Reflections on ‘five days on a train’

After a good meal, shower and Banya, I can be a little more reflective and am feeling somewhat more poetic about this marathon train journey. Only when it isn’t there can I recall the ‘clickety clackety’ of the train which became a soothing constant for the duration, and which I found I missed last night, along with the gentle rocking motion of the carriage. It took most of the day and last night before my sense of balance and internal systems settled into a more stable world.
The journey felt almost a journey through time, with a repetitive landscape, a sense of the surreal could be had, while also a notion of the changing seasons. We started the week in the early stages of autumn, with leaves yellowing, by mid week they were shades of amber and at the end were spartan, with a fitting smattering of snow this morning to complete the transition from autumn to winter.
Along the way, I can recall the excitement of spotting the intermittent tumble down wooden cottages that sat against the backdrop of forest and wilderness alternately. They could have come directly from a fairy tale with wisps of smoke dancing from the chimney, suggesting a cosy comforting interior filled with baking and colourful blankets (or a wicked witch depending on the story book). We imagined what it would be like inside, fantasising of warmth and comfort, set against the hardship of living in such harsh and unforgiving landscape. I remember the enormous woodpiles and occasional glimpse of someone tending to their garden, of the impressive allotments (mostly growing cabbages) and the self sufficient contentment of life that might be possible somewhere so remote. Inside the train itself we became our own little community, of bartering and sharing goods, trading information about timetables and platform stops and sharing in the delight at discovering there was toilet roll and hand towels in the toilet. A liminal space, a cocoon between stations and destinations, crossing paths with some and joining in unity with others, a shared connection of a world within a world, seeing things in miniature and dwelling on the minutiae as you pass through landscapes of incomprehensible scale.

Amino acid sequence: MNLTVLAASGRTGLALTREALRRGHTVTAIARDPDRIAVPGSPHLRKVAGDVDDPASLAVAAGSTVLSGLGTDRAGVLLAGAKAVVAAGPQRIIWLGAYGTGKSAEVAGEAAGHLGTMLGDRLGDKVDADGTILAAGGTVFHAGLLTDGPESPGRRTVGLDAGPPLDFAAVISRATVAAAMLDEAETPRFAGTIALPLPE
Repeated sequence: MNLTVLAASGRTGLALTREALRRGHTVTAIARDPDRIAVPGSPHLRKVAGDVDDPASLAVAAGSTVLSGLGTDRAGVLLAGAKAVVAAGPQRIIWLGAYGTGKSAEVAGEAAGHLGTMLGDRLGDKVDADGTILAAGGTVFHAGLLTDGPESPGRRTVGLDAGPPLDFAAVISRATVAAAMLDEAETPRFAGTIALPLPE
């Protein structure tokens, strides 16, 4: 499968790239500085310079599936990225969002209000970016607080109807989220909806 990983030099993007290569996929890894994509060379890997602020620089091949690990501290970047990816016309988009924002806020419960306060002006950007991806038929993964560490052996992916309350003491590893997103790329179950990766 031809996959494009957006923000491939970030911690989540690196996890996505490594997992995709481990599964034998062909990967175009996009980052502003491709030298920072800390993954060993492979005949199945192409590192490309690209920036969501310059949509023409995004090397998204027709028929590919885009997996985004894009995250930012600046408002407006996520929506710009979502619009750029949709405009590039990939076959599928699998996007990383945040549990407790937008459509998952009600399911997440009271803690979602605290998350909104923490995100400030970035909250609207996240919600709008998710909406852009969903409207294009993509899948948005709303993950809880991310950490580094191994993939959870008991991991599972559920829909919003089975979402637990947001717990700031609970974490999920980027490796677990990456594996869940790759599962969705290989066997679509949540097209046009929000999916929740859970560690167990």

2 thoughts on “Reflections on ‘five days on a train’

  1. Pingback: First stop Omsk - Bexhill to Bexhill

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